Clearly, somebody didn't get the message. I was originally going to make a pithy comment reminding the ladies that, "It's all fun and games till the minorities show up" but then I realized it wouldn't work. They were not at a music fest or hippie commune free from the prying eyes of "real Indians." Instead, they chose to go to the Powwow dressed like that.
That takes ignorance and guts!
Indians = Freedom and Rebellion:
When you grow up in the lily-white suburbs, the people are just as cookie cutter as the houses. Anything "ethnic" that breaks away from that white majority pumps those little teenagers full of excitement. What better way to escape the suburban desert than to play Indian.
Dressing in Indian attire has so much allure because Indians are the ultimate symbols of freedom and rebellion. Throughout American history, Native people were seen as perfectly exemplifying the American ideals of unlimited personal freedom and rebellion. (I mean the original Tea Partiers did dress as Indians after all and we put their likeness on our currency) It was only when they got in the way of our attempts to act out our freedom (by moving west and settling their land) that Indians suddenly became the vicious savages ready to be put down and neatly boxed into a reservation.
The history of Indian perceptions also shows another aspect to this conundrum. It was exactly the places where Indians "no longer existed" (read: at least no longer in a primitive "Indian" state) that this idealized image of the Indian particularly took hold. When you live on the frontier, you're not exactly going to glorify the guy who is trying every way possible to get his land back from you. Historically, this began among well-educated, well-to-do white easterners who created societies and charities to help Indians.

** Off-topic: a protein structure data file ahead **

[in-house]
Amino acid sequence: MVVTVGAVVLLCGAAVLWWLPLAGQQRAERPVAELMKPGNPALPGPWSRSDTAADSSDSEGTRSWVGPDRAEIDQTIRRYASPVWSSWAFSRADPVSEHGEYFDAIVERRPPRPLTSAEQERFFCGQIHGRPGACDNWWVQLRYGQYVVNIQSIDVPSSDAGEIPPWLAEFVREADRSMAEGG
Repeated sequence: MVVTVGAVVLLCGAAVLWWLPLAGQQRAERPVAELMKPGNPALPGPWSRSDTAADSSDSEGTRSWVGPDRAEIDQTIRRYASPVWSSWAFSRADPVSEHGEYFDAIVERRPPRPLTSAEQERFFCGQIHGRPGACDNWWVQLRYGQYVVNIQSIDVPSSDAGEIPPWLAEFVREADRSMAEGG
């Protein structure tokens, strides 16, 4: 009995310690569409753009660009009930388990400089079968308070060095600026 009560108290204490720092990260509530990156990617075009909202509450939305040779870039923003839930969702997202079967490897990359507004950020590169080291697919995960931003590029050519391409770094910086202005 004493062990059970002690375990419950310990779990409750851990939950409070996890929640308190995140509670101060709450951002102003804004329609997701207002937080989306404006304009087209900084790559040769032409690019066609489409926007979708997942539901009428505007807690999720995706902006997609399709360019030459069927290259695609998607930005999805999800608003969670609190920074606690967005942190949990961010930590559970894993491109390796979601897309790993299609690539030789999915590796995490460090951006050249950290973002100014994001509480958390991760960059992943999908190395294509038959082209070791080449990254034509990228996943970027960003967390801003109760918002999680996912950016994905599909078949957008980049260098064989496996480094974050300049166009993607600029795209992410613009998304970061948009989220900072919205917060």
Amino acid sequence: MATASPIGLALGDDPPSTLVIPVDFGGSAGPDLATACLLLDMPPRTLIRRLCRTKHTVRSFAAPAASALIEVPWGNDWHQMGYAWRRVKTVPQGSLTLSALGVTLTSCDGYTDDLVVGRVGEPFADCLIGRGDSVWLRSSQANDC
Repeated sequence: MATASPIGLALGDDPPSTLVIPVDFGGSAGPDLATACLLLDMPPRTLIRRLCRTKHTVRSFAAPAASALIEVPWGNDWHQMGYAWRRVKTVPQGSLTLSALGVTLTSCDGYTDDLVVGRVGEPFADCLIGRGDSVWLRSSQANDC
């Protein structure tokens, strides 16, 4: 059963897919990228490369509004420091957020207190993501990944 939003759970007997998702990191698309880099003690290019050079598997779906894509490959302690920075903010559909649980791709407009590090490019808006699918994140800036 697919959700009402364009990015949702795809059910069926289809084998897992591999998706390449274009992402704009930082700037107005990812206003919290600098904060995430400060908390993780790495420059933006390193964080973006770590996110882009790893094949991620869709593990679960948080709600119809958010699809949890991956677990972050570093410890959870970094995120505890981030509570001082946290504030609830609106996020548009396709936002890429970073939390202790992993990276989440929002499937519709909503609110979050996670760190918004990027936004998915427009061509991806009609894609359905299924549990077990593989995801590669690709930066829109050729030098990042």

Zoom forward to today and there are not any "Indians" left. Since our media and culture insist on reminding us that Indians are those feather-wearing, war-drum beating, tree-hugging stoic figures, then clearly there aren't any left so we can wear all their stuff. Well everyone, "it's all fun and games till the minorities show up." But the thing is...
...they were here the whole damn time!
I believe that the MGMT music video for Time to Pretend perfectly exemplifies this Indian escapism run amok. Notice the fine use of furs, body paint, bows and arrows, Mayan temple, and crazy "Dances with Wolves-esque" dance around the campfire:
Whoever has been to an awkward elementary school Thanksgiving pageant raise your hand!!! I bet it didn't look like this one:
Go Wednesday Addams!
Seriously though, these pageants are commonplace throughout our American schools. And if it isn't a full blown pageant, it's at least construction paper headdresses to go along with the plastic Pilgrim hats.
Oh, and it doesn't always have to be young people or white people either...
Then let's throw in Scouting (a whole topic on it's own):
And Summer Camp:
So, um when you think about it. Isn't playing Indian kind of like mainstream? No, wait, what am I saying. The stereotypes are so powerful that Indians can never become mainstream. They will always be that other, whose likenesses, clothing, and culture will forever be ripe for the picking.
Author Studies, Kathleen Hale, Native authors
2 hours ago